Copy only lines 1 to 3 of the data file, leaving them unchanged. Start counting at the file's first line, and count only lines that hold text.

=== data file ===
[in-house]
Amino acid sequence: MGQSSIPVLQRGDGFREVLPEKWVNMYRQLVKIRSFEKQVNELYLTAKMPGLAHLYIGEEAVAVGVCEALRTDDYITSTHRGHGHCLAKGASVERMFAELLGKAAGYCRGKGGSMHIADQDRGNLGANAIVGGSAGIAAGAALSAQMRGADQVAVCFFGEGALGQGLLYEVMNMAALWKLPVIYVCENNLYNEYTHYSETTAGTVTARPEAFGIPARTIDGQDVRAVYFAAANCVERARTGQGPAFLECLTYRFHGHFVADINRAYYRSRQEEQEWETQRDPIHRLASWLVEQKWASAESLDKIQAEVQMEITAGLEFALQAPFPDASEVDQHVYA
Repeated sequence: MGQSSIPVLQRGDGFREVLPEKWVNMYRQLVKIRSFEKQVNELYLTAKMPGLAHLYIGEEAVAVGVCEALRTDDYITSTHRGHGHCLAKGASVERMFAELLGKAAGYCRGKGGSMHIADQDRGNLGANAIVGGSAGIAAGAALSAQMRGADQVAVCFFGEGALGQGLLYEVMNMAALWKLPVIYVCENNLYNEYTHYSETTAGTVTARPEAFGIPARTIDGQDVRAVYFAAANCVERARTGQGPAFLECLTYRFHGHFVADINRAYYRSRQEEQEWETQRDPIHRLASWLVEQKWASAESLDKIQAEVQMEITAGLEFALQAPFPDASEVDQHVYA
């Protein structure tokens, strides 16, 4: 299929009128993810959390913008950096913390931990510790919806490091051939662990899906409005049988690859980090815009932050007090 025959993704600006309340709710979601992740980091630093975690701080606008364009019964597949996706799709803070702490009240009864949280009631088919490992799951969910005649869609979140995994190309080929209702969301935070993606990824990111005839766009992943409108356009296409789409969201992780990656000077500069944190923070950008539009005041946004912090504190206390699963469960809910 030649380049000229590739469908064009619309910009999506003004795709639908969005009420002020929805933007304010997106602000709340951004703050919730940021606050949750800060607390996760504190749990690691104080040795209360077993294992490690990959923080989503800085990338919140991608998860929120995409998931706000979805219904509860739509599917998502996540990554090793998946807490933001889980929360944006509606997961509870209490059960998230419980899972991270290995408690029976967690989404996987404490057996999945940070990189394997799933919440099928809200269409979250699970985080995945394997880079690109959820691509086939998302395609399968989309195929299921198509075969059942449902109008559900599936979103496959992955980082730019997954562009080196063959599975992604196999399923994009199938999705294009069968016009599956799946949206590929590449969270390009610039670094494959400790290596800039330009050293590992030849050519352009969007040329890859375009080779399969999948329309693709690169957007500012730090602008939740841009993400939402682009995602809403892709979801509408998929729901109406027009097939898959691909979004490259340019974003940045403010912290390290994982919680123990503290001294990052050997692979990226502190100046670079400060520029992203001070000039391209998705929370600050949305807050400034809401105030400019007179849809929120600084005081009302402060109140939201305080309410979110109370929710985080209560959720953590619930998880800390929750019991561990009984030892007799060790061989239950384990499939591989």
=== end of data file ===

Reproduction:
[in-house]
Amino acid sequence: MGQSSIPVLQRGDGFREVLPEKWVNMYRQLVKIRSFEKQVNELYLTAKMPGLAHLYIGEEAVAVGVCEALRTDDYITSTHRGHGHCLAKGASVERMFAELLGKAAGYCRGKGGSMHIADQDRGNLGANAIVGGSAGIAAGAALSAQMRGADQVAVCFFGEGALGQGLLYEVMNMAALWKLPVIYVCENNLYNEYTHYSETTAGTVTARPEAFGIPARTIDGQDVRAVYFAAANCVERARTGQGPAFLECLTYRFHGHFVADINRAYYRSRQEEQEWETQRDPIHRLASWLVEQKWASAESLDKIQAEVQMEITAGLEFALQAPFPDASEVDQHVYA
Repeated sequence: MGQSSIPVLQRGDGFREVLPEKWVNMYRQLVKIRSFEKQVNELYLTAKMPGLAHLYIGEEAVAVGVCEALRTDDYITSTHRGHGHCLAKGASVERMFAELLGKAAGYCRGKGGSMHIADQDRGNLGANAIVGGSAGIAAGAALSAQMRGADQVAVCFFGEGALGQGLLYEVMNMAALWKLPVIYVCENNLYNEYTHYSETTAGTVTARPEAFGIPARTIDGQDVRAVYFAAANCVERARTGQGPAFLECLTYRFHGHFVADINRAYYRSRQEEQEWETQRDPIHRLASWLVEQKWASAESLDKIQAEVQMEITAGLEFALQAPFPDASEVDQHVYA